This post will not begin with a story from me. What story do I have that compares with THE Story?
It is Holy Week- a time to remember Jesus’ final days on earth.
In His final days, Jesus prays. He doesn’t run. Or worry. Or strategize. Or plan a counter-attack. He prays.
He prays for Himself. He wrestles with the future that is now just moments away. But yet, always, always, His desire is for God to be glorified, whatever the cost.
And that is not His only prayer.
Jesus also prays for His followers. Moments before His own arrest, Jesus is found praying for His disciples- that they would be protected when He is taken from them. And us, the followers yet to come: that we would be one so the world would see His love.
God’s glory and love. It has always been and will always be about that.
And then, it happens.
When he had finished praying, Jesus left with his disciples and crossed the Kidron Valley. On the other side there was a garden, and he and his disciples went into it.
Now Judas, who betrayed him, knew the place, because Jesus had often met there with his disciples. So Judas came to the garden, guiding a detachment of soldiers and some officials from the chief priests and the Pharisees. They were carrying torches, lanterns and weapons.
Jesus, knowing all that was going to happen to him, went out and asked them, “Who is it you want?”
“Jesus of Nazareth,” they replied.
“I am he,” Jesus said. (And Judas the traitor was standing there with them.) When Jesus said, “I am he,” they drew back and fell to the ground. – John 18:1-6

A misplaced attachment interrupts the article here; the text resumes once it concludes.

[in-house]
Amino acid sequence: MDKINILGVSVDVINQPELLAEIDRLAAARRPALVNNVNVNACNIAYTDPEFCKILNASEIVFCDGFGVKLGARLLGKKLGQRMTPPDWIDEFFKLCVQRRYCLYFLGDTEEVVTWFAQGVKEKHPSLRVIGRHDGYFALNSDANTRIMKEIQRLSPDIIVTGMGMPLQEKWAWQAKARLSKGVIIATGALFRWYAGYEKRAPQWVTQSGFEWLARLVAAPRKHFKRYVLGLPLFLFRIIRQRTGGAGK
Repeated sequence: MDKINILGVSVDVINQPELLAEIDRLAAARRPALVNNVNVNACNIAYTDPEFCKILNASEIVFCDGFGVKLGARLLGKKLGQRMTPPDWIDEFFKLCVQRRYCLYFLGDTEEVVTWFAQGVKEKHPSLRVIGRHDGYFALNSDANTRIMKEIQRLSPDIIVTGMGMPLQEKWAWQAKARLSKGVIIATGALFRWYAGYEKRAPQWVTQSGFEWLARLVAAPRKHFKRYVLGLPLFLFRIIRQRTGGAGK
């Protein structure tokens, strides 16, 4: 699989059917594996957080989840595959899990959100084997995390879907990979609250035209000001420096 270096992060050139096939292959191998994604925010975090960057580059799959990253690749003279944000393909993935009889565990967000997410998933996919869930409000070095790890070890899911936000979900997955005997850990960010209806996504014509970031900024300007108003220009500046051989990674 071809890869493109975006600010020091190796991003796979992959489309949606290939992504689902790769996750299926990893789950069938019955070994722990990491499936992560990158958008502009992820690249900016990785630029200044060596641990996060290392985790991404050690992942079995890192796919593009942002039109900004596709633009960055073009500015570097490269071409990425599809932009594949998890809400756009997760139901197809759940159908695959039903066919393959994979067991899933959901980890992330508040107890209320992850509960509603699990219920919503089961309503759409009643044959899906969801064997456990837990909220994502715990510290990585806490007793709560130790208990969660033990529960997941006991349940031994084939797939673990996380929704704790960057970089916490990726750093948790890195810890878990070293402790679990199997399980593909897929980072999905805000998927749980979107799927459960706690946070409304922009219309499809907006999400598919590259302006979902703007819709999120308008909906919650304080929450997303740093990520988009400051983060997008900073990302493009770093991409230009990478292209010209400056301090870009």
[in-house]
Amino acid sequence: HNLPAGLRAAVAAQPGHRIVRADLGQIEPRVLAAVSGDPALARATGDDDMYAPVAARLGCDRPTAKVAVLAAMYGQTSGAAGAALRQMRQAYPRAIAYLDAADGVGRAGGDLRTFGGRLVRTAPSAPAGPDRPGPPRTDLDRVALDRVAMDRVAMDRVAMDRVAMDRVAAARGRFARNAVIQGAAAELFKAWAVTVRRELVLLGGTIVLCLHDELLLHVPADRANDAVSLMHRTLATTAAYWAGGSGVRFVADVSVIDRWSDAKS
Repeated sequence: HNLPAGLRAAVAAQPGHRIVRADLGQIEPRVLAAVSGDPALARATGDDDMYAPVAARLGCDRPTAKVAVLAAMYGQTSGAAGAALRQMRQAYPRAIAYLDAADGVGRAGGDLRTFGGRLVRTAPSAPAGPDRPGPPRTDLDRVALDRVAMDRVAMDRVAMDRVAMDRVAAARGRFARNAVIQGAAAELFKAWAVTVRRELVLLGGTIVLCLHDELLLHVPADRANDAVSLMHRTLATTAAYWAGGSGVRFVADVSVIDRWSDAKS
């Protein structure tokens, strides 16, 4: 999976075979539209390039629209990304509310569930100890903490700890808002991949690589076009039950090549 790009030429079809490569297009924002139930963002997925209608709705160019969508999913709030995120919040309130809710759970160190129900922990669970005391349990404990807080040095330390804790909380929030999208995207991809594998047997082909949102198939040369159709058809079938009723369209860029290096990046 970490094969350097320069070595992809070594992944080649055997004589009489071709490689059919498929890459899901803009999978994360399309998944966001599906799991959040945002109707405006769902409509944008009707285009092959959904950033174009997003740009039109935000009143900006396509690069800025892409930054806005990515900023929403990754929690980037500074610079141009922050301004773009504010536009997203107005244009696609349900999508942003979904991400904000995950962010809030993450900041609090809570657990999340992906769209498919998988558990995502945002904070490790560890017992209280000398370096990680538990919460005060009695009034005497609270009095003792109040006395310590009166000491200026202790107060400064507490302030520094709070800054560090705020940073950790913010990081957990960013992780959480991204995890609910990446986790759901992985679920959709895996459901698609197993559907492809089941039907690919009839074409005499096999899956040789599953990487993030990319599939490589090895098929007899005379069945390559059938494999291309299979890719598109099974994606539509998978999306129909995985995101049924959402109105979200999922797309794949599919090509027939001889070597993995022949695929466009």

This is a holy declaration. This is Jesus of Nazareth. This is I AM, Yahweh, the Holy One. The voice that asked Moses to take of His sandals now causes soldiers to fall down.
This is Jesus. God in human form who walked on seas and could stroll right out of that garden unharmed if He wants to. That might show His glory.
But it would not show His love. And it is in His love that glory is most clearly revealed.
Again he asked them, “Who is it you want?”
“Jesus of Nazareth,” they said.
Jesus answered, “I told you that I am he. If you are looking for me, then let these men go.” This happened so that the words he had spoken would be fulfilled: “I have not lost one of those you gave me.” John 18:7-8
In this moment, still in this moment, Jesus thinks of others. He cares for His disciples.
It is always about love.
Then Simon Peter, who had a sword, drew it and struck the high priest’s servant, cutting off his right ear. (The servant’s name was Malchus.)
Jesus commanded Peter, “Put your sword away! Shall I not drink the cup the Father has given me?”
Then the detachment of soldiers with its commander and the Jewish officials arrested Jesus. They bound him and brought him first to Annas, who was the father-in-law of Caiaphas, the high priest that year. –John 18:10-13
The cup of suffering. Jesus always knew it would come to this. And He is ready. He is ready to accept this bitter cup from the Father on our behalf.
Jesus, the great I AM, takes the cup. He is ready to spill His love in blood.
And then, in just few verses, the contrast. Oh the contrast between this loving, selfless, honest Jesus and fickle, egocentric, lying humanity.
After Jesus declares “I am he,” Peter declares “I am not.”
An acceptance born of love and a denial born of fear.
And I realize I am Peter. We all are. We are the frightened humanity unable to bear the cup that Jesus bore for us.
Jesus runs towards what we all run away from. But the cup He takes leaves His arms open wide, ready to hold us when we come running back.
Read the post before this one: How do we bear fruit in our lives?
P.S. Looking for a way to reflect this week? I highly recommend watching The Gospel of John. It brings the words of Scripture to life for me. (Though The Passion of the Christ is also good for reflection, I appreciate the more holistic view of The Gospel of John.)